For the sake of everyone’s well-being, we must proceed with caution
UC Davis students received a mid-quarter check-in email on Tuesday from Emily Galindo, the interim vice chancellor for Student Affairs.
“As you think about your fall plans and upcoming class registration, please note that while no final decisions have been made, some or all instruction for all or part of Academic Year 2020-21 may be delivered remotely,” the email read.
It is difficult to come to terms with the idea of the next school year being completely online. And although the Editorial Board is composed of graduating seniors, we wholeheartedly empathize with the students who will be affected.
We support the university’s decision to continue remote instruction if that is what is safest for our students; however, we also urge UC Davis to take into consideration the negative impact that remote instruction has on students and to coordinate with health officials on how best to prepare for students’ returns. Only when there is a continued, significant reduction in deaths, hospitalizations and the infection rate, as well as an increase in available testing, should we consider taking steps to return to campus.
Christina Paxson, the president of Brown University, argued in an op-ed for The New York Times that it should be a top priority for universities to reopen and highlighted the negative impact that remote learning has on students. Paxson, however, does not recommend that students return to their campuses in the traditional sense. Even if universities reopen in the fall, this pandemic will force us to reconsider how we interact on campus.
If UC Davis decides to allow in-person instruction at any point in the next academic year, its campus must be reopened gradually and in a way that prioritizes everyone’s health, well-being and personal needs. Strict guidelines will need to be put into place to include limiting social gatherings and reconfiguring classroom spaces.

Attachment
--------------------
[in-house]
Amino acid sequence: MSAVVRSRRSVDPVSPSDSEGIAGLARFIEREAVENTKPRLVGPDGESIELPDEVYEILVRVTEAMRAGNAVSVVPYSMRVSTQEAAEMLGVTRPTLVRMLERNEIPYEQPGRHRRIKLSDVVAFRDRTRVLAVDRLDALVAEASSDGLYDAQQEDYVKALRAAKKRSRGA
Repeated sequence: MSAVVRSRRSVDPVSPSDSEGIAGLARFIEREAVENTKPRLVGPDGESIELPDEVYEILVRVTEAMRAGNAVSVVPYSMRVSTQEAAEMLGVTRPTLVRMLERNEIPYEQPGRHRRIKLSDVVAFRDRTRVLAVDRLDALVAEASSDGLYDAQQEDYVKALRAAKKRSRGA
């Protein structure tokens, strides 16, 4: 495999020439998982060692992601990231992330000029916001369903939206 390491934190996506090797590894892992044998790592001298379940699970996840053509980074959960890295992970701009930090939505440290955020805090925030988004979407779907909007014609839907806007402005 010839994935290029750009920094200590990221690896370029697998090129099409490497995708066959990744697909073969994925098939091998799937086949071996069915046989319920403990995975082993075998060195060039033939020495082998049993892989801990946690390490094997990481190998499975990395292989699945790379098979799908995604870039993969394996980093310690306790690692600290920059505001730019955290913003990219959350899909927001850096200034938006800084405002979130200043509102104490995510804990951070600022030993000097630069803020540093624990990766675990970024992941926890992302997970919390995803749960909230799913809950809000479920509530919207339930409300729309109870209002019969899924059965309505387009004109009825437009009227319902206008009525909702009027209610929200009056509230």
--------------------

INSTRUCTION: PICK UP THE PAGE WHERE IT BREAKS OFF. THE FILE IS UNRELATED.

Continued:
Every student and faculty member’s circumstances will be different. Professors and administrators will still have to make special exceptions for students, and they simply cannot expect every single student to come back — nor can they force them to. Some people face underlying medical conditions, need to take a break to work for a bit or simply feel unsafe in general.
We also urge UC Davis to make decisions about upcoming quarters as quickly as possible — the email sent earlier this week has, understandably, induced panic. Students have a lot of decisions to make such as signing leases, adjusting course loads and schedules to accommodate work schedules or coordinating with advisors on fulfilling major requirements.
Adhering to shelter-in-place orders is challenging enough every day, and it’s only made harder seeing when others are not as committed to public health directives. Most agree that those protesting their local governments are impeding our efforts to flatten the curve, but everyone who went to the newly reopened California beaches this past weekend is, too. Ignoring state directives, or taking advantage of opened beaches is irresponsible and puts everyone at risk of exposure to the virus. It is our collective responsibility to look out for society’s most vulnerable.
It will be impossible to entertain the idea of returning to campus if we are not taking the necessary precautions. The impact of the coronavirus pandemic cannot be understated, and what is happening at UC Davis is only a microcosm of how the pandemic is playing out on the national and global stage. Regardless of the university’s decision on reopening campus, we must implore our leaders to trust health experts and proceed with caution, knowing that moving forward will require monumental long-term planning and restructuring.
Written by: The Editorial Board